• All diabetic adults aged 40-75 years with an LDL-C >70 should take a moderate or high-intensity statin.

  • Statin therapy should be initiated in patients aged 20-39 years who exhibit higher-risk features. 

Even though cardiovascular events are trending lower in the general population, the experts say this trend is less pronounced in individuals with diabetes.

Many patients on lipid-lowering medications still have their dyslipidemia inadequately controlled. 

Lifestyle modifications are central to reducing LDL-C levels and CVD risk, but these measures may be less effective in patients with diabetes. Nevertheless, recommendations include following a diet with reduced saturated fats and minimal trans fats, like the Mediterranean or DASH diets, as well as exercising for 150 to 300 minutes per week. Clinicians can expect some improvements in weight loss and glycemic control with these efforts, but sustained lifestyle improvement has not been proven to improve mortality statistics in persons with diabetes. 

Non-statin therapies 

A variety of non-statin therapies can further lower lipid levels. 

For patients who have yet to attain their LDL-C goals on maximally tolerated statins and with lifestyle modification, the 2018 AHA/ACC cholesterol guidelines recommend ezetimibe as a first-line add-on treatment.

Another class of drugs, PCSK9 inhibitors (eg, evolocumab, alirocumab), yield approximately a 60% decrease in LDL-C levels when used with statins. One drawback is their cost and need for preauthorization. They are best used in individuals with the greatest ASCVD risk.

Another non-statin therapy mentioned by the guidelines is bempedoic acid. This drug blocks cholesterol synthesis on the same pathway as statins. As a prodrug, it is metabolized in the liver and not the muscles.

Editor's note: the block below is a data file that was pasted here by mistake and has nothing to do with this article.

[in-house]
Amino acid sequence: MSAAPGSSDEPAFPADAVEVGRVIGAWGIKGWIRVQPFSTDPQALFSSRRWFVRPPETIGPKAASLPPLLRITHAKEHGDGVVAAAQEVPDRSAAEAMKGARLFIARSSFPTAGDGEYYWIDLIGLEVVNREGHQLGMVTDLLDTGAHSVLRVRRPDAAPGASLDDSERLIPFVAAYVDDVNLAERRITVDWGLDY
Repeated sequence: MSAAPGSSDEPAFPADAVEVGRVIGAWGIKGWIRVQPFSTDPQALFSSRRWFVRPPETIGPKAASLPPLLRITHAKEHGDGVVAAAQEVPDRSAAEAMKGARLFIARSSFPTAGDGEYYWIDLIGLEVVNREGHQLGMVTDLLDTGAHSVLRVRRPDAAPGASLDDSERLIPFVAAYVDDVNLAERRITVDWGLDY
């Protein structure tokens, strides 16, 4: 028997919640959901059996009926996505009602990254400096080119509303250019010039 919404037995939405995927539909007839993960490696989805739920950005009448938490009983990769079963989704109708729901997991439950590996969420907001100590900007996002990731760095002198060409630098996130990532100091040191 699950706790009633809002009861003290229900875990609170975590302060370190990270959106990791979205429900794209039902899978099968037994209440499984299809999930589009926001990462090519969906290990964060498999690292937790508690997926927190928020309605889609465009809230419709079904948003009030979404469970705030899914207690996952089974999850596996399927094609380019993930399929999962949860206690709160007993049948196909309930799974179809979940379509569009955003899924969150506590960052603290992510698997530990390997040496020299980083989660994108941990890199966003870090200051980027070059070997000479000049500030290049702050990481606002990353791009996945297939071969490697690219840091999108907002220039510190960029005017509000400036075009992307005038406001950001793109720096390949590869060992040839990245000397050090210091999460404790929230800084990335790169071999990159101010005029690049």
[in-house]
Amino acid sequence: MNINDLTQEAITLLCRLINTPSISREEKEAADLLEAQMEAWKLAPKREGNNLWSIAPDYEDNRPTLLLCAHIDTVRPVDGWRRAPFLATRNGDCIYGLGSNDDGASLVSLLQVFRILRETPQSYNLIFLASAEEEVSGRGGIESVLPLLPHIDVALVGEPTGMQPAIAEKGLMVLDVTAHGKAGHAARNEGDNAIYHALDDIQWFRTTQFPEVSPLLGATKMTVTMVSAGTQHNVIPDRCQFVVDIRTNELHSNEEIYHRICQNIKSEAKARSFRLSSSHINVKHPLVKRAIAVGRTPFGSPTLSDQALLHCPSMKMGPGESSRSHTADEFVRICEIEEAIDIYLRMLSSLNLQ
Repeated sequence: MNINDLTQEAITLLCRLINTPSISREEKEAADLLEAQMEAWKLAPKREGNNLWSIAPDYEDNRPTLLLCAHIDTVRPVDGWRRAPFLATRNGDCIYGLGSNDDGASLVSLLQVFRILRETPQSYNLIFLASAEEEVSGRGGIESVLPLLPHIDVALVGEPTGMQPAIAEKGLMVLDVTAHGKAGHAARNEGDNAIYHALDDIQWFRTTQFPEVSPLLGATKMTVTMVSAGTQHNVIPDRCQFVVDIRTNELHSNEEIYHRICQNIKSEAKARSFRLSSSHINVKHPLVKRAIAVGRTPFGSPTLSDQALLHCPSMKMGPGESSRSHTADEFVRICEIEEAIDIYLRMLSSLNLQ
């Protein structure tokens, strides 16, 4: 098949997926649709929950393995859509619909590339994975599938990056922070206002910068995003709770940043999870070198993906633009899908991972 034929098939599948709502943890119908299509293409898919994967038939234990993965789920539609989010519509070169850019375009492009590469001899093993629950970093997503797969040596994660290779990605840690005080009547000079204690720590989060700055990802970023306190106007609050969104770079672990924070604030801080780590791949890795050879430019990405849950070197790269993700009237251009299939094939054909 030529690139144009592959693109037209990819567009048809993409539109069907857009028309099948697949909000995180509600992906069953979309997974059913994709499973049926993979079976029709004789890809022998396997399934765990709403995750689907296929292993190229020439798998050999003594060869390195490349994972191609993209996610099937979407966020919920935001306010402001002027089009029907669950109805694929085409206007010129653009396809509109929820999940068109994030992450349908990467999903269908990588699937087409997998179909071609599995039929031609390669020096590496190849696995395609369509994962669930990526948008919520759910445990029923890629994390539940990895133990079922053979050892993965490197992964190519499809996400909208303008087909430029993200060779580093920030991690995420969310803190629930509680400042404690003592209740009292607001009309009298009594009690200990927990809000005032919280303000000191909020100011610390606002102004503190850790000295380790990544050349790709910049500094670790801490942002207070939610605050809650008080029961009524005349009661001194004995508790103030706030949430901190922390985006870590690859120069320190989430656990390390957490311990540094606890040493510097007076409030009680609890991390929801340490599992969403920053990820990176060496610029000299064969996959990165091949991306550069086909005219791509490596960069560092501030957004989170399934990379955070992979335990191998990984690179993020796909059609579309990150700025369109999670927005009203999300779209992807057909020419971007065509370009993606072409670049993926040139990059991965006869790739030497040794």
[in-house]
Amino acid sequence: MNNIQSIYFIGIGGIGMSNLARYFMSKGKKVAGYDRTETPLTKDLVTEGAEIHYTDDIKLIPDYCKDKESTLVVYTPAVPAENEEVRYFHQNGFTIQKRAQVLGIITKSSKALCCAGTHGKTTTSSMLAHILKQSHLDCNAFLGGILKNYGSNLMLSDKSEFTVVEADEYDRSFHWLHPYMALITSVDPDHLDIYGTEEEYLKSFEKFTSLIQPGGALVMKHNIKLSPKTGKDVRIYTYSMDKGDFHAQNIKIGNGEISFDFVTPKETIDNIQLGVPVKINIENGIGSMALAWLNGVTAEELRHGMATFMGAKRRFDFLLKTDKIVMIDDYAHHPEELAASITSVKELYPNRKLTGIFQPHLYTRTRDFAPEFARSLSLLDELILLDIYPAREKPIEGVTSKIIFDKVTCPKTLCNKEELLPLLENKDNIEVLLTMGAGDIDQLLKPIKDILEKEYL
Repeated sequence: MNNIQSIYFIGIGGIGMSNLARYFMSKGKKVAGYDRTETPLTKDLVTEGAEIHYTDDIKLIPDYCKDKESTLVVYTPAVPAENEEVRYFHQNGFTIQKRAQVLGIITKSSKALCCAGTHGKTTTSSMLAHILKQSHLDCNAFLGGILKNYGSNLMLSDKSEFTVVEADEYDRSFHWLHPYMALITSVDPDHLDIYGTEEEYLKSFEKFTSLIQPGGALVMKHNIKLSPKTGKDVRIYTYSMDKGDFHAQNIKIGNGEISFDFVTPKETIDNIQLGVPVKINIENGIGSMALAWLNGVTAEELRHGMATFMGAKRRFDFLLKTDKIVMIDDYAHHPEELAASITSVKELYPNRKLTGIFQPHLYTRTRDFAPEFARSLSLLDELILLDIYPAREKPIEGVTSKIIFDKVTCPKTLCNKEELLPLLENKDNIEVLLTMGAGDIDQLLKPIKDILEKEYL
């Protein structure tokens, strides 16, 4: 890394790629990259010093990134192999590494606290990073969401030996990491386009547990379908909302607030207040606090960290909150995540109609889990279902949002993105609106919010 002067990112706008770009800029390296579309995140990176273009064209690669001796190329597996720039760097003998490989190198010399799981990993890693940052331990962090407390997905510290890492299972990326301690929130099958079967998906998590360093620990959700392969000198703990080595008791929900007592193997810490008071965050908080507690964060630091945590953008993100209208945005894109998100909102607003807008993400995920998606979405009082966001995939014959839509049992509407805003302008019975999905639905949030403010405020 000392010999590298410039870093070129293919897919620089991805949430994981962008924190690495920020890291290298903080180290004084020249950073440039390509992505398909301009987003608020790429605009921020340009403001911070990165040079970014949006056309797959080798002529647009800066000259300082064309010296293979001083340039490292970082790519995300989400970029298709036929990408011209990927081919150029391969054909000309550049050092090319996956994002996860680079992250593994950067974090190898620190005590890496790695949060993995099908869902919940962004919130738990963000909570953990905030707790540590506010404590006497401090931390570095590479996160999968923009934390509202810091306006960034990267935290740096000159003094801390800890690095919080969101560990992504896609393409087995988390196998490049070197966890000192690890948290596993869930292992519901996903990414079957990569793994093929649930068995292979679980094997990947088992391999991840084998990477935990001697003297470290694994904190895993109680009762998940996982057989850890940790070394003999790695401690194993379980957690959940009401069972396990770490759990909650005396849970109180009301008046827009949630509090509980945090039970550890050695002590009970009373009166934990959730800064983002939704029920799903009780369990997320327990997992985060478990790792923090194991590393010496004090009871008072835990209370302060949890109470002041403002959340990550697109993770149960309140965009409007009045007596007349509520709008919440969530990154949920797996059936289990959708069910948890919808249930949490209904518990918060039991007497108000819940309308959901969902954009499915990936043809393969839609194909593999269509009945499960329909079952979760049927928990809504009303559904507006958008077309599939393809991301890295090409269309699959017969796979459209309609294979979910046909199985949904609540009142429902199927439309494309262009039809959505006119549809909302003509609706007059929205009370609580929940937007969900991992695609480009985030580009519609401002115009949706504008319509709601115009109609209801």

In phase 2 and phase 3 clinical trials with bempedoic acid, as discussed in another ACC Expert Analysis, the drug was shown to be effective and safe as monotherapy or in combination with statins or ezetimibe in various patient populations, including those who are intolerant to statins.[] 

Bempedoic acid is currently approved by the FDA as an adjunct to diet and maximally tolerated statins when treating hyperlipidemia.

Ongoing research is aimed at determining whether this drug can decrease hard cardiovascular events.

Although niacin boosts HDL-C levels, clinical trials have demonstrated no positive correlation with improved cardiovascular outcomes. Similarly, although omega-3 fatty acids ameliorate cardiometabolic profiles, they don’t diminish the frequency of cardiovascular events.

The Expert Analysis summed up the dyslipidemia guidance as follows: “When the additional LDL-C lowering desired is less than 25%, ezetimibe is the best first option. The 2018 cholesterol guidelines recommend obtaining a lipid panel at the start of treatment, 4-12 weeks after the initiation/modification of LDL-lowering therapy, and every 3-12 months afterwards. The 2018 American Diabetes Association guidelines also support considering adding a non-statin therapy if maximally tolerated statins do not lower LDL below 70 mg/dL.”

What this means for you

Because patients with diabetic dyslipidemia are at high risk of ASCVD, it’s imperative that these patients adhere to appropriate evidence-based treatment. In addition to lifestyle changes and maximally tolerated statins, additional options to further lower lipid levels in those who need it include ezetimibe as an initial choice. Certain patient populations may benefit from PCSK9 inhibitors.

Share with emailShare to FacebookShare to LinkedInShare to Twitter